I haven't thought a great deal about zombies since I read Wade Davis' The Serpent and the Rainbow years ago (on the biochemistry of zombification, which mimics death rather than revivifying the deceased). But Stan Woodard has clearly noticed the recent popularity of zombies even more than I have...the term being ubiquitous as a name for technological phenomena and financial institutions that are under the unwilled control of others or dead-but-still-walking-around.
Hence his day of all things zombie on September 12, of which the part that interests me is the academic panel "The Zombie Perceived: Religion, Media and Society," at Clary Theatre at Georgia Tech from 1 to 3:45 p.m. on which, see for more information:
More than a few years ago, someone wrote a book called Our Vampires, Ourselves, which could be updated since I believe it long preceded the Twilight phenomenon. It was a sociopolitical look at the many modes and identities of vampires since they first put in an appearance in literary culture...the point being that we re-invent the vampire in every generation to address different situations and different fears and desires.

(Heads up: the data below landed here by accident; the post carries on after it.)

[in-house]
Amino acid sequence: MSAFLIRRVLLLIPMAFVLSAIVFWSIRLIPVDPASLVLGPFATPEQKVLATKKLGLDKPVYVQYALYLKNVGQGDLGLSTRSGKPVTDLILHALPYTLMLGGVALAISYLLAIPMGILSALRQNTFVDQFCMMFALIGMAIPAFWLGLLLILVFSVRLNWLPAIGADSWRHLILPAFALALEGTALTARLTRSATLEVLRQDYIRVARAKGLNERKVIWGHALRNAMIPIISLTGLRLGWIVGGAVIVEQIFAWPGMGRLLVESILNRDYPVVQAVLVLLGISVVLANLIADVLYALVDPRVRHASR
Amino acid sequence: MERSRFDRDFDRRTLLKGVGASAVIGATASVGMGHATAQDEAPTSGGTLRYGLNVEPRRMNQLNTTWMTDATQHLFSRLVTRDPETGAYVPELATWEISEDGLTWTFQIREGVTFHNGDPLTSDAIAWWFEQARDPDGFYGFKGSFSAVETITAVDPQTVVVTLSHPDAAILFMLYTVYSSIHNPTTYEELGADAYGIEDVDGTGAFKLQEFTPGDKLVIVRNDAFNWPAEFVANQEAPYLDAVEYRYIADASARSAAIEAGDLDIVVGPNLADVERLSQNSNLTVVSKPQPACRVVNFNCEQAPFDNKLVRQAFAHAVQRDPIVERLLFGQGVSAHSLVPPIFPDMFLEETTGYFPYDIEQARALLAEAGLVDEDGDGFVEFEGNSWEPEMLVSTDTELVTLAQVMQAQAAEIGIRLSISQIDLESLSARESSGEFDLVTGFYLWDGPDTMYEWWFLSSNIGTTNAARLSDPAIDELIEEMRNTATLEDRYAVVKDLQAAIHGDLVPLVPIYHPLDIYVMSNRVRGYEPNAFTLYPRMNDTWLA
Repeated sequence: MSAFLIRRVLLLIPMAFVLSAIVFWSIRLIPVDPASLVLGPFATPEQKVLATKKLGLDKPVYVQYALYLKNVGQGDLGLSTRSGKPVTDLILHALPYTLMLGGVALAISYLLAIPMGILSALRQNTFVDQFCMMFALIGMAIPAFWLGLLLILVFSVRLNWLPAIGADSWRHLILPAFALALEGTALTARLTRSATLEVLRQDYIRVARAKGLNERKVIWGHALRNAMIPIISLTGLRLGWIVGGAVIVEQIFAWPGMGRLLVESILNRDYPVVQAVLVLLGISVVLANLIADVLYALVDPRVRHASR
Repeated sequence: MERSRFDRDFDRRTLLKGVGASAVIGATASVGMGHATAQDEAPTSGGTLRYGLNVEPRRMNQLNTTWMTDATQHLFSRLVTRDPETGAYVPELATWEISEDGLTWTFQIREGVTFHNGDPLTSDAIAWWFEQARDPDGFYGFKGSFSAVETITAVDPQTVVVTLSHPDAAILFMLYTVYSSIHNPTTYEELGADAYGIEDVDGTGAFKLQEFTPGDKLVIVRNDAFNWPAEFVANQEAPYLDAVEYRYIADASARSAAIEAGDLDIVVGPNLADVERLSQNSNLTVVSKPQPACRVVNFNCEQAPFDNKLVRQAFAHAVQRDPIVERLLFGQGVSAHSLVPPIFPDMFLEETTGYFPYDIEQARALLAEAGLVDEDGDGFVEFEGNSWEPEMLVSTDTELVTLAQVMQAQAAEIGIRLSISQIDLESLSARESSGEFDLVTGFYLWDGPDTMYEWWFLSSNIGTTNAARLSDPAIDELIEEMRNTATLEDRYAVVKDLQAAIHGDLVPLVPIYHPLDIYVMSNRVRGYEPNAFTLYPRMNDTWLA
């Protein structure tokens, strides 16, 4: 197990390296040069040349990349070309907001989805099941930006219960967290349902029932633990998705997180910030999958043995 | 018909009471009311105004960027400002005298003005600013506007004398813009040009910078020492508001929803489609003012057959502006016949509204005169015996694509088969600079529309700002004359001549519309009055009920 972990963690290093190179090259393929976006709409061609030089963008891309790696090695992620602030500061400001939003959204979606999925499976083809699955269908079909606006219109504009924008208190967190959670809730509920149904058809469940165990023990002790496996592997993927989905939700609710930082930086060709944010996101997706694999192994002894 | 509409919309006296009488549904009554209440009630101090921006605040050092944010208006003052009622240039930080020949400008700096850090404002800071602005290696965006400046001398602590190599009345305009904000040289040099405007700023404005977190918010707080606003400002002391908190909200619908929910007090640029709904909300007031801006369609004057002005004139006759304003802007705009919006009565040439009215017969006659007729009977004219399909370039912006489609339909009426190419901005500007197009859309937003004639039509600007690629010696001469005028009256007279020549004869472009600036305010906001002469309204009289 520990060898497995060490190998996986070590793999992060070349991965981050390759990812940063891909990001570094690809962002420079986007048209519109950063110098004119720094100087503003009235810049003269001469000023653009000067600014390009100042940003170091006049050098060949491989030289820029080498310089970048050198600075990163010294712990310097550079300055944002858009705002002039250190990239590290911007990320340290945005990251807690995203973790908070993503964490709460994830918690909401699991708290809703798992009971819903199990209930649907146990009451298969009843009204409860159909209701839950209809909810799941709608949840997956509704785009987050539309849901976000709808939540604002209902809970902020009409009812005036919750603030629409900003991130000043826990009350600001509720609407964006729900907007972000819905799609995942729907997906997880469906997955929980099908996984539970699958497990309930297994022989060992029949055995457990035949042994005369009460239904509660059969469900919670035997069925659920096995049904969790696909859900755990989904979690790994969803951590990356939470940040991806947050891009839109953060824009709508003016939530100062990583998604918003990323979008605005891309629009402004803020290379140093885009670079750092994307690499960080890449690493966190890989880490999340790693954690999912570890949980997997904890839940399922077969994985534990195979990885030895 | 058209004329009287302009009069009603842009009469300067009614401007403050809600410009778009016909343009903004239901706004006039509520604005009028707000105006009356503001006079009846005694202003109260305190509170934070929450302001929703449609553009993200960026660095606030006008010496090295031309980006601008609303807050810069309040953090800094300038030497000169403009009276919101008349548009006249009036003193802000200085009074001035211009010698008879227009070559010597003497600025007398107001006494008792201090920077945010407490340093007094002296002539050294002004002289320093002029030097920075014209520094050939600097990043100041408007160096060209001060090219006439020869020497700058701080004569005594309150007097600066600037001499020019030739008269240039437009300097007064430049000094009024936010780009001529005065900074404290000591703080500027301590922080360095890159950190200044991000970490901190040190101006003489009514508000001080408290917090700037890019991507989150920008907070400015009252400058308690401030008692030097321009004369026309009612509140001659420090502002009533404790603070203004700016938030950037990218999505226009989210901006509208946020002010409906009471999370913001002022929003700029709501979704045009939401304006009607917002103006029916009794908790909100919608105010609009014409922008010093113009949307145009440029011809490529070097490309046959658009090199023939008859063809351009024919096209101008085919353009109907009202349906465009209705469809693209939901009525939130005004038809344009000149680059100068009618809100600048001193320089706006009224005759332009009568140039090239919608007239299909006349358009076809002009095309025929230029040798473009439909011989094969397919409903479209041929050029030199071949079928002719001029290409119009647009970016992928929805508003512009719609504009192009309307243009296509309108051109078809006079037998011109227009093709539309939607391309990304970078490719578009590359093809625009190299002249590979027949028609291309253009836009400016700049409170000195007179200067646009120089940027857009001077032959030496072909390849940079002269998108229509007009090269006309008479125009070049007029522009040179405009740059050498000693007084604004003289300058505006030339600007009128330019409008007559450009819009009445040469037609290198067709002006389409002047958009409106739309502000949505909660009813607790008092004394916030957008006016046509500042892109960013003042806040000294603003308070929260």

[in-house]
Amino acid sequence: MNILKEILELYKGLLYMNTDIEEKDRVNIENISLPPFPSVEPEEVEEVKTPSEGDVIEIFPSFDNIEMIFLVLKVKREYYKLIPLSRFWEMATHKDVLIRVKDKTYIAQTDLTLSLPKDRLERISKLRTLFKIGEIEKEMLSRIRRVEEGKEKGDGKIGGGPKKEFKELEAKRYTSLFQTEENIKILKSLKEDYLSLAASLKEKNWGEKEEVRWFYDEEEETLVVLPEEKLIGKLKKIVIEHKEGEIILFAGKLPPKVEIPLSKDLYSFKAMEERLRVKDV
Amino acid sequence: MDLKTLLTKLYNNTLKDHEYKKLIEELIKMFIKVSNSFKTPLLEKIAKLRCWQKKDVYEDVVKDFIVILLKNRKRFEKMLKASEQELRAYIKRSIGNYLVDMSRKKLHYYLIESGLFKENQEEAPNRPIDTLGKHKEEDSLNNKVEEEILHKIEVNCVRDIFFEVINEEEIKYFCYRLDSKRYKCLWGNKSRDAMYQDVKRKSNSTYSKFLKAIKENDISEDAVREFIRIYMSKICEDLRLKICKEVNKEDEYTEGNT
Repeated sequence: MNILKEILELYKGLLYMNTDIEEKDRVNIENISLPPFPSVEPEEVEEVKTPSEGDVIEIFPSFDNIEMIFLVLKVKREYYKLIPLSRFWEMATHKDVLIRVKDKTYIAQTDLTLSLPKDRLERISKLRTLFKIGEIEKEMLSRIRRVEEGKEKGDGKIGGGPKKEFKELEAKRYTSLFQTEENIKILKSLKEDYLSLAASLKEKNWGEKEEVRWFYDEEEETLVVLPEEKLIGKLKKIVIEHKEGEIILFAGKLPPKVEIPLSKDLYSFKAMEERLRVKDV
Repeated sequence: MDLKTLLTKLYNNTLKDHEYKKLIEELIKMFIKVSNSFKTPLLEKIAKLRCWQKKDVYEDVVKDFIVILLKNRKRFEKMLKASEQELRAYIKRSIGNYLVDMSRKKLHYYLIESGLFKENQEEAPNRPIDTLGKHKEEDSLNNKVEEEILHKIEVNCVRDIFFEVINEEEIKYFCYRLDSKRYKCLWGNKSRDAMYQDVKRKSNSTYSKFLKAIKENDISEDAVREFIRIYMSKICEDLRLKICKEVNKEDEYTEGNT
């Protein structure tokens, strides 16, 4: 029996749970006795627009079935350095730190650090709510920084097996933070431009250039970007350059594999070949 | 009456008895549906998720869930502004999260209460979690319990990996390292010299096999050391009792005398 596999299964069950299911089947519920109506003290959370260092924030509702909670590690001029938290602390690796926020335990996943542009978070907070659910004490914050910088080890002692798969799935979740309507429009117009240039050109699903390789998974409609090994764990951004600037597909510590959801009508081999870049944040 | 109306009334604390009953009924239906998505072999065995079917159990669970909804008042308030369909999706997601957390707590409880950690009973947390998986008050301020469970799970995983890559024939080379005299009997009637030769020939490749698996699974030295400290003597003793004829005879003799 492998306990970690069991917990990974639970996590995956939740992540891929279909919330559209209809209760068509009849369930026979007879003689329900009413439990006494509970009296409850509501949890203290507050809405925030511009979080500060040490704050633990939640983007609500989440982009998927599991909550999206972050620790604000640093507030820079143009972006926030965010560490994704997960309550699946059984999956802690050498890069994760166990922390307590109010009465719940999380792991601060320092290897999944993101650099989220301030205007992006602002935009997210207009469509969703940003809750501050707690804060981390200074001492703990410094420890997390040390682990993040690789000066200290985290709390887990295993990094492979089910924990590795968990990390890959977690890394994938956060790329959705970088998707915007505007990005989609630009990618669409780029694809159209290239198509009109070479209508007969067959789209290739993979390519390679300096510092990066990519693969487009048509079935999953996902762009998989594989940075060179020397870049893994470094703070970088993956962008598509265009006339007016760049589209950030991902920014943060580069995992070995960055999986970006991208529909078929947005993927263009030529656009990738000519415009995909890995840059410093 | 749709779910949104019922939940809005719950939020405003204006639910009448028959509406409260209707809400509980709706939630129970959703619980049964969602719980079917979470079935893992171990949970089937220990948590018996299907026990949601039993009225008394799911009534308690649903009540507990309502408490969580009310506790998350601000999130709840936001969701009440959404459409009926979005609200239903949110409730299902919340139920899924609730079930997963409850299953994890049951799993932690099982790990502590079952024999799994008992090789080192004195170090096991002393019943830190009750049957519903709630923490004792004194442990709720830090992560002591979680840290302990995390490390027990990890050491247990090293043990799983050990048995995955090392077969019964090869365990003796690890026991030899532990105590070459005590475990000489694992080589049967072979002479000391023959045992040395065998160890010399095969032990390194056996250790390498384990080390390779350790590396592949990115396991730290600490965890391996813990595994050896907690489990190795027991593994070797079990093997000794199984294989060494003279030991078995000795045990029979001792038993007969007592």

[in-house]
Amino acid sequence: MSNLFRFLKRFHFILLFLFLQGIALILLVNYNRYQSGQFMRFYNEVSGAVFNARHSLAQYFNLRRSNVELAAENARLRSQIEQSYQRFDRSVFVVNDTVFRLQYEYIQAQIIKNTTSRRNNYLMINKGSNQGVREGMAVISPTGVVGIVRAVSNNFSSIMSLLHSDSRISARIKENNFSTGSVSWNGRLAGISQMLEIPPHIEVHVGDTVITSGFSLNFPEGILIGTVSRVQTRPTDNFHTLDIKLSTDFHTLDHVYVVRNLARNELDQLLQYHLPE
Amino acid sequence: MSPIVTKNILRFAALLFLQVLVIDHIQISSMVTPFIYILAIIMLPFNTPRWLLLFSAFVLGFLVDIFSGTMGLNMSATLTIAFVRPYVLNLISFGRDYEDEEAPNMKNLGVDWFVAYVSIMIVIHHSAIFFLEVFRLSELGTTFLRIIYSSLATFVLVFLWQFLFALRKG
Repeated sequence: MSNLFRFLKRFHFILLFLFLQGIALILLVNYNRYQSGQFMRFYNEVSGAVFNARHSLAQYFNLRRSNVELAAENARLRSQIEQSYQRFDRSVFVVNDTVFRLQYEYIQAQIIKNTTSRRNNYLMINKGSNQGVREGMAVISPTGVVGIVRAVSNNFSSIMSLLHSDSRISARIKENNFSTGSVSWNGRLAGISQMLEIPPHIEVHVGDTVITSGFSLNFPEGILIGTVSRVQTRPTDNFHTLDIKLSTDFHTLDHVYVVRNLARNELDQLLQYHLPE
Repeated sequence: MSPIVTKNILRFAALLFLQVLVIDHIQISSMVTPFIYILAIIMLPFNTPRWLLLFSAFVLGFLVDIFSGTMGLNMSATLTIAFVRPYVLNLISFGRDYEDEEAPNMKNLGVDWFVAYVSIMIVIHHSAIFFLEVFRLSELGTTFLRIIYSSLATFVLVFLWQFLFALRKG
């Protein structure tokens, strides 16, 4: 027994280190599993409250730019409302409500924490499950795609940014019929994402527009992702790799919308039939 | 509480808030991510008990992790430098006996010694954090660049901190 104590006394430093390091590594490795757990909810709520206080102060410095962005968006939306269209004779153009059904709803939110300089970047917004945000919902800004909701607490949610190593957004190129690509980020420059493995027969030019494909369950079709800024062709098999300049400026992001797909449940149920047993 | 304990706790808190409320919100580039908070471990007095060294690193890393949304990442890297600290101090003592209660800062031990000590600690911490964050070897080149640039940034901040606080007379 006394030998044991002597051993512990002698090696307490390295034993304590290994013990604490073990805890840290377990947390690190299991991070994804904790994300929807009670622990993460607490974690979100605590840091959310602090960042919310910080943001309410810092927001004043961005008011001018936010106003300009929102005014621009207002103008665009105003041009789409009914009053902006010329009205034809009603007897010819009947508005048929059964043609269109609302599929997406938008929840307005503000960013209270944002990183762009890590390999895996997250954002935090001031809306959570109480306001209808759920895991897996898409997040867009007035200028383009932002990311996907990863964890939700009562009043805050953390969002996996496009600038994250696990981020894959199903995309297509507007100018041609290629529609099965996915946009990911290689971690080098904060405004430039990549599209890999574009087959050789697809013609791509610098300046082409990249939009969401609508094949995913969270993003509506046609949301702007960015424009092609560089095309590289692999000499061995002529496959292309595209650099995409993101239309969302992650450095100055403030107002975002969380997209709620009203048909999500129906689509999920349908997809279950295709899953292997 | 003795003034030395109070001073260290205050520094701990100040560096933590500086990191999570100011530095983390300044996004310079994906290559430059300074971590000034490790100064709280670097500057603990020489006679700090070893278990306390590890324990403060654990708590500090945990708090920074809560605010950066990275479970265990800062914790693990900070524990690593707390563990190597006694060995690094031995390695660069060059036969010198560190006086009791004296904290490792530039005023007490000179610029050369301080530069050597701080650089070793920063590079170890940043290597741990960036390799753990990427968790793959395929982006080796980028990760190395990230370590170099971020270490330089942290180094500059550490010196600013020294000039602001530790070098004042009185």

Obviously the present moment also needs a Our Zombies, Ourselves. But I am not volunteering to write it.
What I am volunteering to do is read a few new poems and later try to do an improv performance with electronic composer Dick Robinson on September 13, 2 to 4 p.m. at the Atlanta Soto Zen Center: for details thereon, see http://www.aszc.org/activities/zenartshow.html
We knew better than to go up against a Zombie Fest in terms of an audience.
We will perform our improvisation as the Hallucination Sextet. Of the six performers, only the two of us will be live. (Dick describes the other four as "virtual.")